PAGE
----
It now appears that there is a serious disagreement among the justices of the Supreme Court of Liberia as to the interpretation of the famous residency clause for presidential candidates. At last Tuesday's hearing, I was informed that one of the justices showed the open court what is called the legislative rationale for Article 52 ( C) of the Liberian Constitution. I was informed that this justice who displayed the legislative rationale told the open court that candidate for president of Liberia must have resided in the country 10 years immediately prior to his/her election, directly quoting the legislative rationale. This means President Sirleaf and others are not qualified. However, I was told that the Chief Justice immediately countered that the document displayed by his colleague (justice) was not signed. Hmmm, document not signed? Is there a credibility issue here? Whatever the case, it now appears that there is a clear disagreement among the justices about their decision. The ruling was expected last Tuesday but that did not happen. The ruling was expected Wednesday that too did not happen. Then came Thursday and there was no ruling. We anxiously awaited the ruling on Friday but Friday came and past without ruling. The justices say they are still deliberating. Deliberating? I am told many of the political heavyweights in Liberia and the Elections Commission have become concerned about this delay. Clearly, our petition has very strong constitutional and legal ground and this is why the justices are finding it extremely difficult to dismiss it.But in the end, political consideration may be the rallying point. This too, we are aware. After all, this is Liberia. Please read the VOA article below.
Less than two weeks before election day, Liberia's Supreme Court says it is still considering the eligibility of the leading presidential candidates, including incumbent Ellen Johnson-Sirleaf.
The challenge to candidates' eligibility comes from Liberia's Movement for Progressive Change party and is based on the constitutional requirement that candidates be a resident in the country for 10 years prior to a vote.
That requirement was waived in the last election because the vote so closely followed the end of Liberia's long civil war. But a constitutional referendum to reduce the requirement for this vote failed, so the party is asking the Supreme Court to declare ineligible six of the 16 candidates including President Johnson and her main challenger, Winston Tubman.
The Court was initially expected to rule on the challenge Tuesday, then pushed that back to Thursday, then issued a statement saying that justices are still deliberating.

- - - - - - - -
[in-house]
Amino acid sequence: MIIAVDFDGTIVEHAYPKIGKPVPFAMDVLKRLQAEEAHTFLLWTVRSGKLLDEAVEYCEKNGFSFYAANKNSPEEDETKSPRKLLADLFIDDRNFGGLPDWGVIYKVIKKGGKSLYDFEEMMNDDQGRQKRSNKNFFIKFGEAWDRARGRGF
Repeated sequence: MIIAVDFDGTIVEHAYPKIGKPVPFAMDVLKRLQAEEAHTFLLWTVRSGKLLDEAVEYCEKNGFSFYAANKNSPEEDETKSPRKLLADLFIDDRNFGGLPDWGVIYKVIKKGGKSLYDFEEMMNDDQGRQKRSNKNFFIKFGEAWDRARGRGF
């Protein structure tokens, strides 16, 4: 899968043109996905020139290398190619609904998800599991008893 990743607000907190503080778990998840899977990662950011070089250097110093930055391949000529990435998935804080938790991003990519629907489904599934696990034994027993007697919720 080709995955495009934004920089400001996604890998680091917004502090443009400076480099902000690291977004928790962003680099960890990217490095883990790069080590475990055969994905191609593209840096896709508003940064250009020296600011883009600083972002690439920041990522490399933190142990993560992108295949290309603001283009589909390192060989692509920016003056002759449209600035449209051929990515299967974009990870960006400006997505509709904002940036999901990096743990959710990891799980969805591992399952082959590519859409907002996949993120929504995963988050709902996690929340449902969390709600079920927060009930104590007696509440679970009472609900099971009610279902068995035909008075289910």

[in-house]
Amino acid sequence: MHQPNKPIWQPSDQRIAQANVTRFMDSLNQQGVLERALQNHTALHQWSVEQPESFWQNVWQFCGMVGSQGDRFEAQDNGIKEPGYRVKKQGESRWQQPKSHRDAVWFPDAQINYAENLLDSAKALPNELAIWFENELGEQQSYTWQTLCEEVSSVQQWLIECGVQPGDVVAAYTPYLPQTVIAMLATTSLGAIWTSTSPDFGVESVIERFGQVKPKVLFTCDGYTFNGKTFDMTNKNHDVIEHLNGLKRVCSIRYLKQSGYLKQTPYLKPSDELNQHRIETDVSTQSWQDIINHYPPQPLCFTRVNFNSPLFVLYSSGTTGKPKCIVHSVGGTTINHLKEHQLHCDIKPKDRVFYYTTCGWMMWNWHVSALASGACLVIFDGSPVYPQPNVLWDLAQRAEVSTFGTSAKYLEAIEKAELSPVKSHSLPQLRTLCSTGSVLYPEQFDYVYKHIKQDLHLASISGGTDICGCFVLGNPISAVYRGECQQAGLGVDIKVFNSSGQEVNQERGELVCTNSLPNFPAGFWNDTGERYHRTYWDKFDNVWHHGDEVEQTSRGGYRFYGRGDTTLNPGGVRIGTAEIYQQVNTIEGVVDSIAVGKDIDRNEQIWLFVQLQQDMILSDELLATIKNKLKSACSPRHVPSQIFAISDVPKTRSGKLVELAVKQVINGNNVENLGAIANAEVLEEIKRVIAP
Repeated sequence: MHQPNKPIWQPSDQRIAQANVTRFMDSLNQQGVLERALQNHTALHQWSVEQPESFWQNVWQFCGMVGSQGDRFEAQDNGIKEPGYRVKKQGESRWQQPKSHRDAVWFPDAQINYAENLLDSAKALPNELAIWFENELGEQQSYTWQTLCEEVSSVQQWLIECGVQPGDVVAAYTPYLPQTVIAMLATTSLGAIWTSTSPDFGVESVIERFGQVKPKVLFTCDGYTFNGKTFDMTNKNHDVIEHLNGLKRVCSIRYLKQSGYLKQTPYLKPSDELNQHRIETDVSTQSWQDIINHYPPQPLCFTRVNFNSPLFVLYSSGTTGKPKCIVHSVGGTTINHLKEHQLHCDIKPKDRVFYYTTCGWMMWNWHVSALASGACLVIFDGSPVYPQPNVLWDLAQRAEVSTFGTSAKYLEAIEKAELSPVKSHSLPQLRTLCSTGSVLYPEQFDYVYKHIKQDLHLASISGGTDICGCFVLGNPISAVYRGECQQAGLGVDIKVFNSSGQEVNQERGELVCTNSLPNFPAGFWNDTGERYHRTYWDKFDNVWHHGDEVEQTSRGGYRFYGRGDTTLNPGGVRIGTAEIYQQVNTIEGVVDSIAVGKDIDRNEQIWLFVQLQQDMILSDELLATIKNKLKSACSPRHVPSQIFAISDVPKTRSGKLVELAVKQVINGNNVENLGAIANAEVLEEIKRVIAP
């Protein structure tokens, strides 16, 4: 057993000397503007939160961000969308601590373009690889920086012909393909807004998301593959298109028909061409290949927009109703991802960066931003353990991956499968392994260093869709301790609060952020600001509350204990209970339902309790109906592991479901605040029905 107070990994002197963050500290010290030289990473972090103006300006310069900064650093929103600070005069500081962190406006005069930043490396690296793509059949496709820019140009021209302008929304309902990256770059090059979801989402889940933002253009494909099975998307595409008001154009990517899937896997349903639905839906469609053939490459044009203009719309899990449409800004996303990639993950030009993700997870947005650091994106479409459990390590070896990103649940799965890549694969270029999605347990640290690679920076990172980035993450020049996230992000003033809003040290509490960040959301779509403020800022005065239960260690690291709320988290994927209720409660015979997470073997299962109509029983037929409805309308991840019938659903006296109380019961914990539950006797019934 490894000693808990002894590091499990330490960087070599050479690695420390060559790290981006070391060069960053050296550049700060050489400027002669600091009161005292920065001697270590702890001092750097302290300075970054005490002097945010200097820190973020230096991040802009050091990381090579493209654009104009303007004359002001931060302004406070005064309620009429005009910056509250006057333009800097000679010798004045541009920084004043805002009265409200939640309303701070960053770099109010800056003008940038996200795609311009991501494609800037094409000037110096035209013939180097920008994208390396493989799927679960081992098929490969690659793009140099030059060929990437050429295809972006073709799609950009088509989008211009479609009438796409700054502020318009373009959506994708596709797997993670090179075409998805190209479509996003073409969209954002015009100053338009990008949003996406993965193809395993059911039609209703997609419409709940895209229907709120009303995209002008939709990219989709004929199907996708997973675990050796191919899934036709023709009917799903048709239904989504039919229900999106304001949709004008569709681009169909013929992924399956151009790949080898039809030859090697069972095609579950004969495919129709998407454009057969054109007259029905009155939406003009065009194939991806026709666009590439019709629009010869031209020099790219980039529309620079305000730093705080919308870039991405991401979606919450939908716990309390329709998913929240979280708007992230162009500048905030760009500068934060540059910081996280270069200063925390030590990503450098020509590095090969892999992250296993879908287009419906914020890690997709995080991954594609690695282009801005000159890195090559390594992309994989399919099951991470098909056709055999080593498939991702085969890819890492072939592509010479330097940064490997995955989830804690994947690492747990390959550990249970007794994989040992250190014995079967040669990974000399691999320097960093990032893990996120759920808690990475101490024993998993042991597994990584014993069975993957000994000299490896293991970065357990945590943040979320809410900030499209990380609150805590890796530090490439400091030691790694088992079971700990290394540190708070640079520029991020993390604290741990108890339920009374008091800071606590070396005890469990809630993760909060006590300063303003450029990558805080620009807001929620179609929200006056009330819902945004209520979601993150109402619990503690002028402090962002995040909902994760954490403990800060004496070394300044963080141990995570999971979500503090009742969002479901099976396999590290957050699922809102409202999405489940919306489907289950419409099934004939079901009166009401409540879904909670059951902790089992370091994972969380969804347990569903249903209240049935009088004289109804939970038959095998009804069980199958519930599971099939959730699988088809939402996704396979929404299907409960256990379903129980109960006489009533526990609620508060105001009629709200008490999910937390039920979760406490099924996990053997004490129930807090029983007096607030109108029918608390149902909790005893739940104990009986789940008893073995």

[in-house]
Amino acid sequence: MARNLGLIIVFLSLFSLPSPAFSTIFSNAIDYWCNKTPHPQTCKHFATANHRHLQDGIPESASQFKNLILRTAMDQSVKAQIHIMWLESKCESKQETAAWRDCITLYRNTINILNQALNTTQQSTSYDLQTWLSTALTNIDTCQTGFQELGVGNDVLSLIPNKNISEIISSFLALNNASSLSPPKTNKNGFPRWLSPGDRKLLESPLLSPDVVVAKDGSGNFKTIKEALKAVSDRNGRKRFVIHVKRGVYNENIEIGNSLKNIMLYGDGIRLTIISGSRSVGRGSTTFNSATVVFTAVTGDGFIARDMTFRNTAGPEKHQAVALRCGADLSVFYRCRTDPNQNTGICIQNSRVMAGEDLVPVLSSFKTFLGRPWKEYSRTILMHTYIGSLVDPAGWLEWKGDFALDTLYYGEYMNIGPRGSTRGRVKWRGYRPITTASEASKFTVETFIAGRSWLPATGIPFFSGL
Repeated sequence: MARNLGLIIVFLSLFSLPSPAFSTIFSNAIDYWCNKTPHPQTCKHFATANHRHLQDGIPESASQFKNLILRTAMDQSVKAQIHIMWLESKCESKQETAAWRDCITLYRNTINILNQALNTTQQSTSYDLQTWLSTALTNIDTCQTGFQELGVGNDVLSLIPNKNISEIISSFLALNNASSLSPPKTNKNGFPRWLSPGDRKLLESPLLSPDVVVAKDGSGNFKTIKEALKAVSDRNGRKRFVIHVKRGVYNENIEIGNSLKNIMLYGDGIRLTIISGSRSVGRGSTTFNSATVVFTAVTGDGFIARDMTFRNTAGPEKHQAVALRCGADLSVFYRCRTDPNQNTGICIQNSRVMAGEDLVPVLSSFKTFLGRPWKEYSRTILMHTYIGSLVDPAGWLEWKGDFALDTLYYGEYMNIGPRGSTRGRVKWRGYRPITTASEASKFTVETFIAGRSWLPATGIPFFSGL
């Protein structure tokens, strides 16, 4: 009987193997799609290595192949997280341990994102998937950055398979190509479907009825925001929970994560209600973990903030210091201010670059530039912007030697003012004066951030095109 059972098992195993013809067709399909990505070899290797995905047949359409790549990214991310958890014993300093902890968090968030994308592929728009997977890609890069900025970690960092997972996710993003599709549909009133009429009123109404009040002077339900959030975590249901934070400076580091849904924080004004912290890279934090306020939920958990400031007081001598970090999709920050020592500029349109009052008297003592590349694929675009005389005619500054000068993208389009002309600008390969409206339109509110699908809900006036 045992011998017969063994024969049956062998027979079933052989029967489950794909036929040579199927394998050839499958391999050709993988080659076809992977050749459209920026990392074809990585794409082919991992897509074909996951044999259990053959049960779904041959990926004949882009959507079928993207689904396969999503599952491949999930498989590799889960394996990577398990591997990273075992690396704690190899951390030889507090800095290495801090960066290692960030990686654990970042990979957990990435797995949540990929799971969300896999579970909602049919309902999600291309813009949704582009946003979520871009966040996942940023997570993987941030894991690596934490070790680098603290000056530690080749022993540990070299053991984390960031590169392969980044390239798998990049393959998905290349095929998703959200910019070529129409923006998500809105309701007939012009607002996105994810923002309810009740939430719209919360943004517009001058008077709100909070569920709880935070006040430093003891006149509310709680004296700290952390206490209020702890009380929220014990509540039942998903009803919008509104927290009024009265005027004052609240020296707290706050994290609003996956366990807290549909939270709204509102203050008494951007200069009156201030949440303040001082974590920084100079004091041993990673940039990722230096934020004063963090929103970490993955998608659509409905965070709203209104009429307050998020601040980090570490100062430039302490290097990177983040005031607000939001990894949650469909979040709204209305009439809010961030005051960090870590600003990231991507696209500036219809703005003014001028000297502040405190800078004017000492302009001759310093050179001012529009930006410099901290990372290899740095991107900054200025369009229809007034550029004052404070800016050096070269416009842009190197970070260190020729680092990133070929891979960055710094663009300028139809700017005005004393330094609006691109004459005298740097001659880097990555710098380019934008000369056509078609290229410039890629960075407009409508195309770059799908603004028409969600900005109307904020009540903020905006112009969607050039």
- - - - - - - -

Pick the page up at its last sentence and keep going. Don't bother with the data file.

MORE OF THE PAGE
Even though there are less two weeks to go before election day, voter Tamba Taylor says Liberia's constitution should not be taken for granted.
"We need to give the court a chance to come up with a decision on this. Liberians always love to overlook things. But I think the court must come up with a decision. If the election will be postponed, let it be. But we must give the court a chance to take a stance on it," he said.
Voter Wieh Bedell says there could be violence if so many of the leading opposition candidates are disqualified.
"The serious contenders that have the largest population of voting, they will not be taking part in the process," said Bedell. "The serious opposition party, which is the Congress of Democratic Change, to even tell them in a split second that you are not qualified, I believe it will cause a lot of chaos in this country."
Paye Martin is a member of Winston Tubman's Congress of Democratic Change. Even though the challenge affects his party's candidate, Martin says there is no reason to bypass the constitution.
"Let the constitution stand and let us move ahead instead of compromising what is in the constitution. Even though it affects some people who we support, we admire, but that shouldn't be the case. I think the national interest is paramount in this case. Whether it be against whosoever, letting the interest of the country be protected should be considered number one," said Martin.
Youth leader Moses Zang says the court should put the need for a peaceful vote above upholding the residency requirement.
"It will bring tensions in this country, so I prefer for them to put [the residency requirement] aside. So for that reason, for peace's sake, they should let them go," he said.
If all six of the candidates in question are disqualified, the strongest challengers among the remaining ten candidates are long-time politician and human rights activist Togba-Nah Tipoteh and the former rebel leader Prince Johnson